But eventually, the day I had feared most came. I could not even sleep the night before, because I was literally scared of saying goodbye. I woke up super early in the morning, trying to pack the last few things for Hawaii. Then I went upstairs, my host family came downstairs, and together we all waited for my friends to come pick me up.
AND… WE’RE OFF!
When they arrived, my heart started beating faster than normal, and all of sudden I was completely overwhelmed with emotions. Naturally, I could not help but crying. I gave my host kids a super big hug, kissed them goodbye and said goodbye to my host parents. I hopped in my friends car and both, me and Franzi, who had just said goodbye to her host family as well, were crying the whole car ride to the airport. After all, we were desperately trying to comprehend that we are not going to see our host families for the next couple of months or years.
Once we arrived at the airport, we also had to say goodbye to Nele and Hannah because they were off to their travel month. Franzi and I were both a mess, but we tried to get at least a little bit excited for Hawaii. Like my host had dad said: “Vanessa, you are going to be the only person crying on a plane to Hawaii!”
HAWAII | MAUI
We finally made it to Maui – our first stop after what felt like travelling back in time on 3 different flights, through 4 different time zones and a 13 hours flight in total. All we did that night was check into our hostel and head straight to bed. Just so you know: I’ll try to keep this part really short, because otherwise I will end up rambling on and on and on…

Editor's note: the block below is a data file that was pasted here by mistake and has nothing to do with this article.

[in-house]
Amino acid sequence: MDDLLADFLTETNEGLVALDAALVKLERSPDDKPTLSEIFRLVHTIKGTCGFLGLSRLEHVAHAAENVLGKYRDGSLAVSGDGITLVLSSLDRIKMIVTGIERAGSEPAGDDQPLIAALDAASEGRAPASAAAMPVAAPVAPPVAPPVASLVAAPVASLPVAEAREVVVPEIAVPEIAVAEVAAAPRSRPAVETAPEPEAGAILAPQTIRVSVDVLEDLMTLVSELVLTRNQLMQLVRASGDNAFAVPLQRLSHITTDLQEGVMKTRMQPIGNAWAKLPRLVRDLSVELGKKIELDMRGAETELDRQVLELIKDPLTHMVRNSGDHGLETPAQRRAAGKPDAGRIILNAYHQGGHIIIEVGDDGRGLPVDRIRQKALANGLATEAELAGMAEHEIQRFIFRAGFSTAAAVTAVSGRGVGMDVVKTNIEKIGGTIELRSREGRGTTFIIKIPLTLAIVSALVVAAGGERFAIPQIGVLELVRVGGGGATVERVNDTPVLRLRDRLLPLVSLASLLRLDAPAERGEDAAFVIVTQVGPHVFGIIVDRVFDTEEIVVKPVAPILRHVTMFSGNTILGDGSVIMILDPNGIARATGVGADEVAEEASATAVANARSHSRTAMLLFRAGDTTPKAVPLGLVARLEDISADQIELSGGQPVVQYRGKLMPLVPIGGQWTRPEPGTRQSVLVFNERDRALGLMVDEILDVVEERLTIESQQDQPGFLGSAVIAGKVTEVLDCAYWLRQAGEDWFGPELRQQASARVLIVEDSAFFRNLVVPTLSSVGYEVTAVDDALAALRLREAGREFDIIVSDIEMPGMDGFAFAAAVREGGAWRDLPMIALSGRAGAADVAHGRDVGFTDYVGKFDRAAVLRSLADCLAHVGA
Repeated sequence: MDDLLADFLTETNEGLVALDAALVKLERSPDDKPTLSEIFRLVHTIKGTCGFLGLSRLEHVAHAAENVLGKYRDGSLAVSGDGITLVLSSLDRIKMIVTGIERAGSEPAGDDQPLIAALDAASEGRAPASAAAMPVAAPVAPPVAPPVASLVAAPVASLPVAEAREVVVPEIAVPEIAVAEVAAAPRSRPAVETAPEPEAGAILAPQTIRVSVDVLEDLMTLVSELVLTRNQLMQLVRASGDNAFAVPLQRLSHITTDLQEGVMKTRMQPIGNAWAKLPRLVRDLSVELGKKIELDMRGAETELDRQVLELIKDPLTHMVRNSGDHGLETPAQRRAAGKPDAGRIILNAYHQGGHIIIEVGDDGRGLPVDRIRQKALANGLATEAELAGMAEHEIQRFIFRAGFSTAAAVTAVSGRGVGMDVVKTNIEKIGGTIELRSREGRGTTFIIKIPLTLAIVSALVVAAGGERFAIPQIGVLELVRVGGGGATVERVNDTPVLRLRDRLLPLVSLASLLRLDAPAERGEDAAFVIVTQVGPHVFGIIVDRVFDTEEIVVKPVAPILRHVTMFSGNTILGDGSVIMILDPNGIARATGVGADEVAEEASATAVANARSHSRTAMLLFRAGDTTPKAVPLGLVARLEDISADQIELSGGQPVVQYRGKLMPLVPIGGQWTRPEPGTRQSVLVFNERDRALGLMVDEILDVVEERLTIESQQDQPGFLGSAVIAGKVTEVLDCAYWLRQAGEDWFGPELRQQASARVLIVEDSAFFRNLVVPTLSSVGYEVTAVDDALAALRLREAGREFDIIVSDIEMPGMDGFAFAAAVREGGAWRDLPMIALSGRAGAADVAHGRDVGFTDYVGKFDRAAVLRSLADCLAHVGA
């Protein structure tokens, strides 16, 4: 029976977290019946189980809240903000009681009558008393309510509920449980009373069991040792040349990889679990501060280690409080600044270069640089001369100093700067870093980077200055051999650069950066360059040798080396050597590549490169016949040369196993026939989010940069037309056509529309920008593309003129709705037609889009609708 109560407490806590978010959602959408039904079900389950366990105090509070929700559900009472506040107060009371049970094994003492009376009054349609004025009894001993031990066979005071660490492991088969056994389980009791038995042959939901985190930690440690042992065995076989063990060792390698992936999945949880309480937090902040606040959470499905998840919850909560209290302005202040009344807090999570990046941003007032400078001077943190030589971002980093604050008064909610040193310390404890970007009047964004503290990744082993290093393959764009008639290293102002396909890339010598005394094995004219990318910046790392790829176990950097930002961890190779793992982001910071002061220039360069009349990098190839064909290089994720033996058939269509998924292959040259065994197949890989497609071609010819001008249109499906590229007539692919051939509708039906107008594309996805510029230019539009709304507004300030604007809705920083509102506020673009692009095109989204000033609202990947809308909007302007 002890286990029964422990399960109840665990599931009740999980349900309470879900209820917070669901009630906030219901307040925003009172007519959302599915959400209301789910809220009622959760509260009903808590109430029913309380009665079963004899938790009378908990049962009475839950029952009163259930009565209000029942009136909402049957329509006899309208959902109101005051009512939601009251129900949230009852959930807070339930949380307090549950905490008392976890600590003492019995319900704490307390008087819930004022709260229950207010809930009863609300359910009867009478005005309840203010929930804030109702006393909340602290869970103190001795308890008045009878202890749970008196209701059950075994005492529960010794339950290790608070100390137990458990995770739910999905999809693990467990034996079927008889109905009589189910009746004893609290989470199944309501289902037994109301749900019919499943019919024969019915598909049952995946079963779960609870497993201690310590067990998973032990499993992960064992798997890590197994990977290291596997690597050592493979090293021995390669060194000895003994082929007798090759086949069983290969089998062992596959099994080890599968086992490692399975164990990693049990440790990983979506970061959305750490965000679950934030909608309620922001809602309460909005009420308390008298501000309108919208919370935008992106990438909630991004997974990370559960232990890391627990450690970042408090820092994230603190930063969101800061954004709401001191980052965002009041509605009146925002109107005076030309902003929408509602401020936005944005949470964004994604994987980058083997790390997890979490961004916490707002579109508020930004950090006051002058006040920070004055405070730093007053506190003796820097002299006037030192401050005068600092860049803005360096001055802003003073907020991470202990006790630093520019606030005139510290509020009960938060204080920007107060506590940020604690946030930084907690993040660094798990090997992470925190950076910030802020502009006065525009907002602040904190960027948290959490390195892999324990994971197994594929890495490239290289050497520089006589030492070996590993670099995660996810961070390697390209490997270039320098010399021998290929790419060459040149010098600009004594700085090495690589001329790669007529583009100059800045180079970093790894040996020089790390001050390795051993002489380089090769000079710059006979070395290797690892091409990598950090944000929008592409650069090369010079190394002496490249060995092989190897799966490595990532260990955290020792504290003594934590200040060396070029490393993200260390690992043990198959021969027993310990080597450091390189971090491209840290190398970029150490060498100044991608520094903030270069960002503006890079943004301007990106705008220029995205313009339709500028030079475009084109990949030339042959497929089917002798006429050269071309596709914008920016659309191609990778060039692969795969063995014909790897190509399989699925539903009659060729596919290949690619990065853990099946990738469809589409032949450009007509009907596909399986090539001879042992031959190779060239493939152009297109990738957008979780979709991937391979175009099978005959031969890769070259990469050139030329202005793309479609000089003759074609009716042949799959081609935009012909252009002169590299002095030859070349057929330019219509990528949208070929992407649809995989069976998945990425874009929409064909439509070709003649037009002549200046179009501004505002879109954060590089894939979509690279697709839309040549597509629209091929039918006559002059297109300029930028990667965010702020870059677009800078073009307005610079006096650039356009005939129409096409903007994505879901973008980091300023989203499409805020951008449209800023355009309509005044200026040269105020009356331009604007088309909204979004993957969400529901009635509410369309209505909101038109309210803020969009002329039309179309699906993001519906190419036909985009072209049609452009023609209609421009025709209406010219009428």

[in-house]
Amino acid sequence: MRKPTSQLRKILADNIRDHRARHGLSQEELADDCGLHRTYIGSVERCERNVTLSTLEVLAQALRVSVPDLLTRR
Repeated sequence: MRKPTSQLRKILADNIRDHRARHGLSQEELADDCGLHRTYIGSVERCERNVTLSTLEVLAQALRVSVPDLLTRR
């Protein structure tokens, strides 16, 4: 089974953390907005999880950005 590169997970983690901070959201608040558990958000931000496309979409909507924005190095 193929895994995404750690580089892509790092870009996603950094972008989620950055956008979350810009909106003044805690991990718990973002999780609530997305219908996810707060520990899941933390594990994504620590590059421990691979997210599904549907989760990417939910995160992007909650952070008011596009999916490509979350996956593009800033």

We saw so many different beaches, went snorkeling and afterwards hiking on a vulcano (!), and explored the island of Maui with one of the guided tours our hostel “Banana Bungalow” offered. I swear I’m not exaggerating when I’m saying that almost everyone who stayed at that hostel was an au pairs in their travel month. And there you have it, even in your travel month you will make new friends – and I absolutely loved that! We even met a girl, Lina, who ended up travelling to all three islands together with us.
Anyway, Maui was so beautiful! But I honestly think that we would not have known what to do without the guided tour, since we did not have a car in Hawaii.
HAWAII | O’AHU
Our second stop was Honolulu. This island was definitely nothing compared to Maui, as it is way more touristy. We checked into our hostel “Seaside Hawaiin Hostel”, which happened to be located only two blocks down the road from Waikiki Beach. And so the exploring began! We found so many shops, hotels and boardwalks close to the beach! Also ice blue water, sand, palm trees… literal PARADISE!
One thing on our to do list, besides hanging out on the beach all day long, was hiking up the Diamond Head Trail. We headed off at 8 AM because unsurprisingly. it gets really hot in Hawaii throughout the day. There was no shade on the trail whatsoever, so I highly recommend going early in the morning. It was an about 45 min hike but that view over Honolulu was incredible. Totally worth it!
If you want to find out if we’ve ever made it back down, make sure to tune back in for the 2nd part of my travel month blog!